The most famous volcano on Iceland is is
located on a WSW-ENE fissure that is the surface expression of the mid-oceanic
spreading ridge in the north Atlantic Ocean. Hekla is a 5 km long and 1.5
km high ridge dominantly composed of the products of repeated fissure eruption
and slightly smaller amounts of tephra. Unlike other Iceland volcanoes, it
is a stratovolcano (composed of alternating layers of lava and tephra (pyroclastic
material) abet an elongated statavolcano. Stratavolcanoes are
characteristic of subduction zone volcanism, not spreading ridge volcanism.
Hekla is the only volcano on Iceland
that erupts calcalkaline lavas. Calcalkaline lavas are characteristic
products of subduction zone volcanism; they are very uncharacteristic of
spreading ridge or hot spot volcanism. The lavas and pyroclastic materials
produced by the eruption of Hekla since the Ice Age can be described as two end
members of a series, one highly silicic (rhyolitic), the other andesitic.
The andesitic end member was once known as icelandite (at one time there were
over 300 igneous rock names in use, emphasizing small compositional or
mineralogical differences in the rocks. This practice of over-naming is no
longer encouraged by the International Union of Geological Sciences, the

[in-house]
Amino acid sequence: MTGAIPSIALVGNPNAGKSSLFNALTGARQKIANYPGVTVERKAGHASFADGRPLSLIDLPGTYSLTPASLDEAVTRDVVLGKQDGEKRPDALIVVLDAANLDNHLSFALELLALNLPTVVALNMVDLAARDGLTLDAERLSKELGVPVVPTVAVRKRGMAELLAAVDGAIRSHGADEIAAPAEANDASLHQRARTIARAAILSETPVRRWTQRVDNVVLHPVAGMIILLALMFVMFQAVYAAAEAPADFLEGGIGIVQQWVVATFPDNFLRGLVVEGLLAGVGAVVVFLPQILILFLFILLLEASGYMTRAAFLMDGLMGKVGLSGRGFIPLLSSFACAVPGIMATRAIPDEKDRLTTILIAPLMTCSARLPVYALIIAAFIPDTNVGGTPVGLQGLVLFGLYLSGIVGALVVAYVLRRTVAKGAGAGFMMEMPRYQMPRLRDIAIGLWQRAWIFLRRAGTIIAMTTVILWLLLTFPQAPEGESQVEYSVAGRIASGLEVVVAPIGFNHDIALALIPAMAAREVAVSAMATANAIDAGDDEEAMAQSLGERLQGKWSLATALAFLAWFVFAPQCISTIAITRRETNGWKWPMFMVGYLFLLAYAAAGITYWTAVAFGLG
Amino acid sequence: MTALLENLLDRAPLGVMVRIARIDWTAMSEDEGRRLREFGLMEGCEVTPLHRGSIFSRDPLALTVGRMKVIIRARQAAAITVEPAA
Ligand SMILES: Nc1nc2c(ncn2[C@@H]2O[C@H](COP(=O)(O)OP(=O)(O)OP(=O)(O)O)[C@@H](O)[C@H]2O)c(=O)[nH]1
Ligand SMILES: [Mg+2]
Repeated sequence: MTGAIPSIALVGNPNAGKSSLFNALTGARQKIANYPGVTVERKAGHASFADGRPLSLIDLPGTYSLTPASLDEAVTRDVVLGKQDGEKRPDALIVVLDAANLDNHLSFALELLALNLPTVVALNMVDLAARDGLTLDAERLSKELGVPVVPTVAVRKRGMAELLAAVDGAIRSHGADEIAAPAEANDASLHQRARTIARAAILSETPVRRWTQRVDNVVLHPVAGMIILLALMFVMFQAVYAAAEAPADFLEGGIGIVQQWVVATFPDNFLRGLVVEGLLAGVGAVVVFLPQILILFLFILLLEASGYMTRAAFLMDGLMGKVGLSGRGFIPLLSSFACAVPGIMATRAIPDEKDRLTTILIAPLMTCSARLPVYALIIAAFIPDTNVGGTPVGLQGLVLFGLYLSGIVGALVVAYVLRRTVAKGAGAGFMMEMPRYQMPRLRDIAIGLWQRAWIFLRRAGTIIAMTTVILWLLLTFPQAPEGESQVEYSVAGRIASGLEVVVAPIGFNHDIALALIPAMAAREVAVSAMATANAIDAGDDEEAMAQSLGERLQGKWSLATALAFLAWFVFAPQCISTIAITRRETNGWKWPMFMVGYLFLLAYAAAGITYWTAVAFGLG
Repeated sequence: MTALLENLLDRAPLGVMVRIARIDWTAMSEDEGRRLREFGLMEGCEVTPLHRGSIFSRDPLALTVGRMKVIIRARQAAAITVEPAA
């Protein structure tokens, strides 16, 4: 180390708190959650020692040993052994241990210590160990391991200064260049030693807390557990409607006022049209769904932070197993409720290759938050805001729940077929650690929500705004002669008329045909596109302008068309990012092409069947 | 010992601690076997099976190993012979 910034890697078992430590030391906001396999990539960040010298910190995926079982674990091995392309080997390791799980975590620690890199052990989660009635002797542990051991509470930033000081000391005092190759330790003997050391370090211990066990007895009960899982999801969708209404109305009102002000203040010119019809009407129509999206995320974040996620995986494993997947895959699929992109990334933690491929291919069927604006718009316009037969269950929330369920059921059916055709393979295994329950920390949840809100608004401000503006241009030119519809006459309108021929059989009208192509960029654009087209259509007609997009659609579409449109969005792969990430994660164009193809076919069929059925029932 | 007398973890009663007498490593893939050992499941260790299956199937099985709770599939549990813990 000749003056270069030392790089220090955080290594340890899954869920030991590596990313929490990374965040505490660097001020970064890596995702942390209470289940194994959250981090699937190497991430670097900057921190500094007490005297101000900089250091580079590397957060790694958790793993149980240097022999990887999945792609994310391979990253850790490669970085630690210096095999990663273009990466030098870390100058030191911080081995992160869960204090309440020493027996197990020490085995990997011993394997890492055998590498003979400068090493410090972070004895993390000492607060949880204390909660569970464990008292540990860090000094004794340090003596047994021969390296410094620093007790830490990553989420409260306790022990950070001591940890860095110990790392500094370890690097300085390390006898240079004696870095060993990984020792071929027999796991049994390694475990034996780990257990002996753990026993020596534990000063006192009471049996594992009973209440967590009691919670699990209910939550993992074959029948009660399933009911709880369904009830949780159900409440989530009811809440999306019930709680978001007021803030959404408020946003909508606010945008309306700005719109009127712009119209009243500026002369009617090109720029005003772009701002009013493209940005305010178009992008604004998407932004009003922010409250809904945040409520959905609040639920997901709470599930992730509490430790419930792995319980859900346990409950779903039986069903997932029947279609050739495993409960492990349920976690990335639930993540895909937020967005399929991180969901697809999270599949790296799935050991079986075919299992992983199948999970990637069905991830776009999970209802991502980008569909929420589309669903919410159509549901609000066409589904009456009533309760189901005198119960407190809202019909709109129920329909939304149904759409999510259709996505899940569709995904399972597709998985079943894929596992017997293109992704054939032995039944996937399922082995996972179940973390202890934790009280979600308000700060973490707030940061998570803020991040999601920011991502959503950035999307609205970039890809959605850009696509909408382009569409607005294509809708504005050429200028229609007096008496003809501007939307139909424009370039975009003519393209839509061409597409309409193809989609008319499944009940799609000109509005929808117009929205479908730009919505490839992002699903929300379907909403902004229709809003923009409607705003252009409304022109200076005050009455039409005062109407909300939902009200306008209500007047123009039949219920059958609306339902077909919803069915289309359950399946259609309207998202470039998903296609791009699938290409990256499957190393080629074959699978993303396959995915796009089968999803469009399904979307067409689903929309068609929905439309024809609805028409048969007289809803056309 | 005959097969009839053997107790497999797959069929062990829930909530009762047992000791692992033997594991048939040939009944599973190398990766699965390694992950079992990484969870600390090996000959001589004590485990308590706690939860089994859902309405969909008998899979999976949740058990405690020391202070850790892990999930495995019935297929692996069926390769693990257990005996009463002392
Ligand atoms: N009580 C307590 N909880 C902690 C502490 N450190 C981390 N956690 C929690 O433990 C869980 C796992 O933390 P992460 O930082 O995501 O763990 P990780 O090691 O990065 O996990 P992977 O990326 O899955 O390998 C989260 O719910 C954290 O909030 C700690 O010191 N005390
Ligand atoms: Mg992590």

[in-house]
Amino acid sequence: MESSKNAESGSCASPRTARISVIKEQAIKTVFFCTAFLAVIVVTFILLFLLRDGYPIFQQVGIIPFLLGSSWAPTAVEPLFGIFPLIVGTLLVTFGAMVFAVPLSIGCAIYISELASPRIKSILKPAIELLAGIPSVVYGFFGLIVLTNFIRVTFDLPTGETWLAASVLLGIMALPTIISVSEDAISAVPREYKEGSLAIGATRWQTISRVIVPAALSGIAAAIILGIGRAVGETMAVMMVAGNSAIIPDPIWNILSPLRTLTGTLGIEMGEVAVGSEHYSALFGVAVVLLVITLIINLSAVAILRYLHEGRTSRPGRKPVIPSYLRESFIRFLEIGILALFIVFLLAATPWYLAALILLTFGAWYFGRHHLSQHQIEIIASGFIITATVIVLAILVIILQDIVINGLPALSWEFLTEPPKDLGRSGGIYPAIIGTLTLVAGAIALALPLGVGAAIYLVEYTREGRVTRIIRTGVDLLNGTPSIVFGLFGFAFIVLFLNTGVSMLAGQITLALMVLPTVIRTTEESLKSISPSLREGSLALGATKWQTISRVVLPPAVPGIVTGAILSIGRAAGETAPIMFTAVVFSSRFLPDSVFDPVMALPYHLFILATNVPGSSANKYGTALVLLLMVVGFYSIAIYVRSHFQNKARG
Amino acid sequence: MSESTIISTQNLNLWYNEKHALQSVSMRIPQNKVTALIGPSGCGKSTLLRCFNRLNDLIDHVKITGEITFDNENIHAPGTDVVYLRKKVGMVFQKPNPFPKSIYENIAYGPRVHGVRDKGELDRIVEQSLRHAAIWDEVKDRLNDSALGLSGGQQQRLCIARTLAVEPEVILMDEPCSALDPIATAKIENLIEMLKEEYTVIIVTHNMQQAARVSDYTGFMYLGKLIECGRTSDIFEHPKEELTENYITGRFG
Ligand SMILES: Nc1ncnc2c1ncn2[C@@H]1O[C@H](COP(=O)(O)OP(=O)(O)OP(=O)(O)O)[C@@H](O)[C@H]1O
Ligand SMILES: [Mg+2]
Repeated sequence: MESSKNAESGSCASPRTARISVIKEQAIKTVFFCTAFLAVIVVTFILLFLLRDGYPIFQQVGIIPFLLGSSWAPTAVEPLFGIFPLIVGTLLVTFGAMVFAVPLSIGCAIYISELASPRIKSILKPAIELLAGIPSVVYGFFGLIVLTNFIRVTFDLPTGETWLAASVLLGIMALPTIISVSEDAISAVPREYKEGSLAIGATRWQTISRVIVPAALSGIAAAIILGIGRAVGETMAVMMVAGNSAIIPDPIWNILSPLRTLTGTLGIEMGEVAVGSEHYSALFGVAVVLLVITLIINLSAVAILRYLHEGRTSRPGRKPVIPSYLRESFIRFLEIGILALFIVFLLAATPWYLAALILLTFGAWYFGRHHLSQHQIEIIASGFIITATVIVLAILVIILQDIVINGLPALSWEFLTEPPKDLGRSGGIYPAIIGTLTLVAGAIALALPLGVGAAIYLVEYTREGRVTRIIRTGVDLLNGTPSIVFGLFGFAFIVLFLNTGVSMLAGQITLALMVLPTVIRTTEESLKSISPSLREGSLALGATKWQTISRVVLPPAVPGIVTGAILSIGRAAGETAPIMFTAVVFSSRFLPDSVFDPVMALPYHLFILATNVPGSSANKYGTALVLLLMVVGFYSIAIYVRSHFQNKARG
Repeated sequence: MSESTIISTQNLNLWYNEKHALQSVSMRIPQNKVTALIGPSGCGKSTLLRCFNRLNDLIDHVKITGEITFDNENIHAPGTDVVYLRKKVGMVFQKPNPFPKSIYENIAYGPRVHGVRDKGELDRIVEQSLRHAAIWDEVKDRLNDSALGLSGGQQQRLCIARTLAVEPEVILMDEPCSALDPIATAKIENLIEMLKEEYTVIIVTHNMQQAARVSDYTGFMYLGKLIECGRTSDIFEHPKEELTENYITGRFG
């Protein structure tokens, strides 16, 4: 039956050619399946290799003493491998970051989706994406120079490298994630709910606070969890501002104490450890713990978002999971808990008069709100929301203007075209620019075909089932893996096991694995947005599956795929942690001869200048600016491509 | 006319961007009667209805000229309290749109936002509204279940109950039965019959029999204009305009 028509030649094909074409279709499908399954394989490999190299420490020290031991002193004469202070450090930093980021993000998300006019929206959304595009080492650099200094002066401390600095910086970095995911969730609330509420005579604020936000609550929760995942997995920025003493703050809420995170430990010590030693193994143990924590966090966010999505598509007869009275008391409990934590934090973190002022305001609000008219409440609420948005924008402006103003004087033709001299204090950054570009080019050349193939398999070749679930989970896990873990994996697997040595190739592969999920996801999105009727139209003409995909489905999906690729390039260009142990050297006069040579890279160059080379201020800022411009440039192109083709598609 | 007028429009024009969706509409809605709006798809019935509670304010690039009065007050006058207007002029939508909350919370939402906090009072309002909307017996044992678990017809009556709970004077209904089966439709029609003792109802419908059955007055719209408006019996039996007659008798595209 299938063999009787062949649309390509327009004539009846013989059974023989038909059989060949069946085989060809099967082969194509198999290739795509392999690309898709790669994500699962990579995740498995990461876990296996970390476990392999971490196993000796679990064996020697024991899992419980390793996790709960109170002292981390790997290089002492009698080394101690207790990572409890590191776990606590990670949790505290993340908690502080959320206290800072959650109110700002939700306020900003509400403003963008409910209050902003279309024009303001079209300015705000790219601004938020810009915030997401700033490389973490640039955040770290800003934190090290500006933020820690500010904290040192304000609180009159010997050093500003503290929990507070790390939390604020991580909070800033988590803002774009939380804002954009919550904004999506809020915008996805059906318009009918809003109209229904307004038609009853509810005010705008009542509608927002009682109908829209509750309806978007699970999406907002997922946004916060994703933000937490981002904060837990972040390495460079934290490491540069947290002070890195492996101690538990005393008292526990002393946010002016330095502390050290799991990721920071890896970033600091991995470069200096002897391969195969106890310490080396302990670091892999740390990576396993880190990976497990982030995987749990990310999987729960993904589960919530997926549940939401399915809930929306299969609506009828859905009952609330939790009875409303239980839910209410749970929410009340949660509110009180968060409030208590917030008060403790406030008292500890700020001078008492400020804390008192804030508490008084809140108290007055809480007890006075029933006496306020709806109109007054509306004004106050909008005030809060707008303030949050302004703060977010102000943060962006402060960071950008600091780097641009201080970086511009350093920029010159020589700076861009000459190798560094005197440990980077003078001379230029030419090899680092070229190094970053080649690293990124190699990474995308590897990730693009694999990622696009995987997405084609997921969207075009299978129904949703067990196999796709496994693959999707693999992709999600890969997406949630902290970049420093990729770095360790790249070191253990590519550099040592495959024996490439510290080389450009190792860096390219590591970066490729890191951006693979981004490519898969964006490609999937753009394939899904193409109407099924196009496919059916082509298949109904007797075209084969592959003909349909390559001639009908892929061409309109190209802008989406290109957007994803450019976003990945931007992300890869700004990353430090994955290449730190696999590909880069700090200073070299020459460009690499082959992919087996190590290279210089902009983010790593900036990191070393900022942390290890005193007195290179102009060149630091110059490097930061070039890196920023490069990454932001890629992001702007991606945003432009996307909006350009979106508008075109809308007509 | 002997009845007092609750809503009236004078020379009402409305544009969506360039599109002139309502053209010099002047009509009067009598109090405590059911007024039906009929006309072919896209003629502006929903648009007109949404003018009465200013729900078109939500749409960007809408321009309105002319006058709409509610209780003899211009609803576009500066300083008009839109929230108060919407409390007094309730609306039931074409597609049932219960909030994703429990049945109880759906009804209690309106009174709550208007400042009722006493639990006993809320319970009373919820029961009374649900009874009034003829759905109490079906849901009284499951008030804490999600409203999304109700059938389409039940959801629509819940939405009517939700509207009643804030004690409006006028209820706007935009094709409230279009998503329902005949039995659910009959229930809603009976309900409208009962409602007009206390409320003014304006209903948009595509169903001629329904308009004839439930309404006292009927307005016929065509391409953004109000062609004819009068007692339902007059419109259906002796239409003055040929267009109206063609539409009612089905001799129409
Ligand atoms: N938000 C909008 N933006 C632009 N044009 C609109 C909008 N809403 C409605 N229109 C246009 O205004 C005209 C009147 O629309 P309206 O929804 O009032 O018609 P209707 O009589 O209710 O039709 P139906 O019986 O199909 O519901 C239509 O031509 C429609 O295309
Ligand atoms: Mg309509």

professional organization responsible for naming igneous
rocks. Instead, reporting of chemical analyses of volcanic rocks
has become standard practice). Intermediate magmas between the rhyolitic
and andesitic end members may result from magma mixing.
The magma chamber below Hekla is at a
depth of about 8 km (5 miles) blow the volcano. Hekla has had a number of large
eruptions, producing vast amounts of tephra (volcanic ash and coarser-grained
volcanic which repeatedly covered up to two thirds of Iceland with rhyolitic
tephra. One eruption occurring in the year 1104, was tremendously
explosive and produced 2.5 km3 (0.6 miles3) of tephra.
Explosive eruptions producing any tephra are rare in this tectonic environment
(i.e. spreading ridges). Typically, Hekla erupts both lava and tephra,
hence the composite nature of the stratovolcanic cone.
Photographs of the February-March, 2000
Hekla eruption are provided by the Nordic
Volcanological Institute and a Iceland